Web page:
Saturday, April 02, 2011

GE Explains Their Tax Rate

Following the NY Times article questioning General Electric’s lack of taxes paid in 2010, the company has released a report explaining their tax rate. Check out an excerpt from the Q&A regarding taxes below, or download the full PDF here.

    Q: How GE has reduced its effective U.S. tax rate in recent years?

    A: GE’s consolidated tax rate was lower than usual in 2008-2010 due to the impact of the global financial crisis on GE Capital. Sizable Capital losses during the downturn reduced overall GE income in the U.S. and other high-tax countries. (If you exclude GE Capital, GE’s tax rate has been about 21% from 2006-2010.)

    Additionally, since tax on domestic U.S. earnings is generally higher than that on our foreign income, the rate in a given year is affected by our global earnings mix; the extent to which global earnings are indefinitely reinvested outside the United States; and the impact of legislation, acquisitions and dispositions, among other things.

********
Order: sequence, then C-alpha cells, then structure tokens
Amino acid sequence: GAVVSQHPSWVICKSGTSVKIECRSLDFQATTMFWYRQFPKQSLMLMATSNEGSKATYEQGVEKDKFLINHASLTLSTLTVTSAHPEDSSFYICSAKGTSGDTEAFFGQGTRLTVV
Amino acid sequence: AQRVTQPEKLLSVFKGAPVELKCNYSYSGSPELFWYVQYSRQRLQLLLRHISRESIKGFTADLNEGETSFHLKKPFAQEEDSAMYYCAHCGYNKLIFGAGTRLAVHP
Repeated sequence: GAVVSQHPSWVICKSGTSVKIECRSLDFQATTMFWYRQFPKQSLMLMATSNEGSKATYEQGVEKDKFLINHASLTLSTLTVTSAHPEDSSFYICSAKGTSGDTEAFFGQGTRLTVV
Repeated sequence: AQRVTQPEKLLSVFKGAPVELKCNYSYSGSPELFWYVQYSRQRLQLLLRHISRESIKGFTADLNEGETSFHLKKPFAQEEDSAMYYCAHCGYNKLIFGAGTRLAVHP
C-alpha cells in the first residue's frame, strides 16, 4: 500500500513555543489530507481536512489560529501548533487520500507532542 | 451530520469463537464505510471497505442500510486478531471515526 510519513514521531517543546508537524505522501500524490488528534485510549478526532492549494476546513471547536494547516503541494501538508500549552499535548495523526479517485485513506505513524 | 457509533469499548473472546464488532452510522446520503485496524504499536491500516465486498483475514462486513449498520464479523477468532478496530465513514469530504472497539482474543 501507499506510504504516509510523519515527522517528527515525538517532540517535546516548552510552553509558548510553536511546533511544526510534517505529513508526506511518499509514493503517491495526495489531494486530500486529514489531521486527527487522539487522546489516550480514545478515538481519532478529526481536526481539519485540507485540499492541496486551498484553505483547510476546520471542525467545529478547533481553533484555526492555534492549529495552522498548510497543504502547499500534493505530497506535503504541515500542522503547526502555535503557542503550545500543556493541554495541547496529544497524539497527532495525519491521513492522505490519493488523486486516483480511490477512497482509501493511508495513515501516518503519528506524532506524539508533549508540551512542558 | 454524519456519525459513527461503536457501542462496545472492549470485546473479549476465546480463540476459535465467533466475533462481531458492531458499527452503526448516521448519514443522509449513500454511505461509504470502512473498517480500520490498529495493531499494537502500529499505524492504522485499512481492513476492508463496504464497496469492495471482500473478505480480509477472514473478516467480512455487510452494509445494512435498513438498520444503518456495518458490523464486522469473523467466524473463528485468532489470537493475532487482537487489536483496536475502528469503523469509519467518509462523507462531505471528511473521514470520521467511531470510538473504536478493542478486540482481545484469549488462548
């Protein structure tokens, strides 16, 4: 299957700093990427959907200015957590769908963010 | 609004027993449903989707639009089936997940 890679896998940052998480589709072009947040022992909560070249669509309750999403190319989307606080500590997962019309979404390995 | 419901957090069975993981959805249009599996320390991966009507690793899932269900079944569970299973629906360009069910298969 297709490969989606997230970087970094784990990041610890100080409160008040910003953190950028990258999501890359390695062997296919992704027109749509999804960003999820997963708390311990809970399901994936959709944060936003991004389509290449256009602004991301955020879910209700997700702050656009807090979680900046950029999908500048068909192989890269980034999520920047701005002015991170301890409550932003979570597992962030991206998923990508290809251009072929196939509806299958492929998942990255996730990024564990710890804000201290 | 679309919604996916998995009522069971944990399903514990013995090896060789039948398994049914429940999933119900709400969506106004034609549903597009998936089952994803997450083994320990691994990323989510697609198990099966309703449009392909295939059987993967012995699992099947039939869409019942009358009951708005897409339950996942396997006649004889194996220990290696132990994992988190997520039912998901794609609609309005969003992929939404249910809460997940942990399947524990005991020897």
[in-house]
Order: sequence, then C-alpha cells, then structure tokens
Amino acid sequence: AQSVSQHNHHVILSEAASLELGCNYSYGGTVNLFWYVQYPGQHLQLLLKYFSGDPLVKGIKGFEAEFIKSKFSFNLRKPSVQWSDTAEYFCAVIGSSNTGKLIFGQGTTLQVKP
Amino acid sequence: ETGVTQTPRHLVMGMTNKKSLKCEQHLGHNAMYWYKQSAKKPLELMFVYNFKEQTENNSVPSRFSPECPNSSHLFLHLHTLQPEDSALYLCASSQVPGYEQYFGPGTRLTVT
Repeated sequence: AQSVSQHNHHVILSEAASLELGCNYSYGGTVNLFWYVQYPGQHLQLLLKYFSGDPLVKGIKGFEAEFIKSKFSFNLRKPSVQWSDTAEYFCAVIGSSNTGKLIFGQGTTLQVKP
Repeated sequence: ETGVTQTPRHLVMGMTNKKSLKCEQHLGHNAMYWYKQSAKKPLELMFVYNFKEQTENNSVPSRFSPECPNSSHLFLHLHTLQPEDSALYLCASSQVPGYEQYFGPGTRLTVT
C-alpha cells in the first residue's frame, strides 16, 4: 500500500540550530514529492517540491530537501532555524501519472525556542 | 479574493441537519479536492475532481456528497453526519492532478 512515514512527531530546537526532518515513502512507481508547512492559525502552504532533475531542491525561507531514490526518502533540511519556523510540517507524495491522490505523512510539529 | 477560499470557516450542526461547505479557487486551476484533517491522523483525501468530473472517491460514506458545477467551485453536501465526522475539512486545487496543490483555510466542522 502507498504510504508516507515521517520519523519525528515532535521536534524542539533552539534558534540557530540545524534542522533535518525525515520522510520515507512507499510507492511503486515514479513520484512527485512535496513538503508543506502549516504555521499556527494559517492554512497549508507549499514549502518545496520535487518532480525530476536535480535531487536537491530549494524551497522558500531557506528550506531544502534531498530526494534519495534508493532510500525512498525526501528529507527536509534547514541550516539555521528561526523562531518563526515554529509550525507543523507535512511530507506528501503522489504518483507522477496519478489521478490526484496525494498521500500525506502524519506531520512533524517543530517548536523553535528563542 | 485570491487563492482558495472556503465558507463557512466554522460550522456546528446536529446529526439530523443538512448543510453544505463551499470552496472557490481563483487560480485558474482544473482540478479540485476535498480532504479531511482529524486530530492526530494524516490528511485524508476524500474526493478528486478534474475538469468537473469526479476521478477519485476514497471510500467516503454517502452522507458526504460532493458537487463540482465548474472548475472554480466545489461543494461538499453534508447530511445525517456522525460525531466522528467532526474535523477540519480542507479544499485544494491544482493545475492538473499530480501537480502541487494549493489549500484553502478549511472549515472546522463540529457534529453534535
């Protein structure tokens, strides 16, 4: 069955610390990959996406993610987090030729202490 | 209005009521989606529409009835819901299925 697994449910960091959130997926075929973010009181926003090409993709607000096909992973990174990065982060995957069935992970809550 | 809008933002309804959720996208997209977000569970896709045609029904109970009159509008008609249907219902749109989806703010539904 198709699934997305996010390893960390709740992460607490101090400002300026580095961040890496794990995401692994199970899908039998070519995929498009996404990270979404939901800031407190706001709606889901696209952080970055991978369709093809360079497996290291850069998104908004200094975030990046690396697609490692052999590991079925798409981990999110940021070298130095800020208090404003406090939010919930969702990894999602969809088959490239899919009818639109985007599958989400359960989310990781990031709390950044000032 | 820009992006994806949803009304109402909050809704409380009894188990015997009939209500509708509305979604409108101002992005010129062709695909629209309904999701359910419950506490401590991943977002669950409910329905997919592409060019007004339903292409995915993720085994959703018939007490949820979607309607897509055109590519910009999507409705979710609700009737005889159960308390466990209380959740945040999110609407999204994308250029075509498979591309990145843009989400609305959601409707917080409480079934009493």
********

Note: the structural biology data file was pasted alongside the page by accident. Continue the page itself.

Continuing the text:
Finally, settlements of issues raised in routine tax audits can affect our tax provision. For example, in 2010 our consolidated income tax rate was reduced almost 6 points due to global audit settlements.

    Q: How and why is there an apparent disparity between GE's overseas revenues and profits that has grown over the past two decades? A: As previously noted, GE Capital suffered sizable losses in the United States during the financial crisis that reduced our income in the U.S. in 2008-2010. This had the effect of increasing the percentage of income outside the U.S. relative to revenues outside the U.S.

    GE has become a much more global company over the past 20 years, as reflected in the percentage of our global revenue and income. While GE has been and continues to be one of America’s leading exporters, competing globally often requires a local presence and, in many cases, local business partners. As this non-U.S. activity increases, overseas profits increase. The need for a local presence is particularly true in financial services businesses as the provision of financial services is inherently a local business (to make loans, sell insurance, provide credit, or lease machinery, a financial services business has to be where its customers are). Financial services represent a large part of the change in GE’s global operations over the past 20 years.

Read more here

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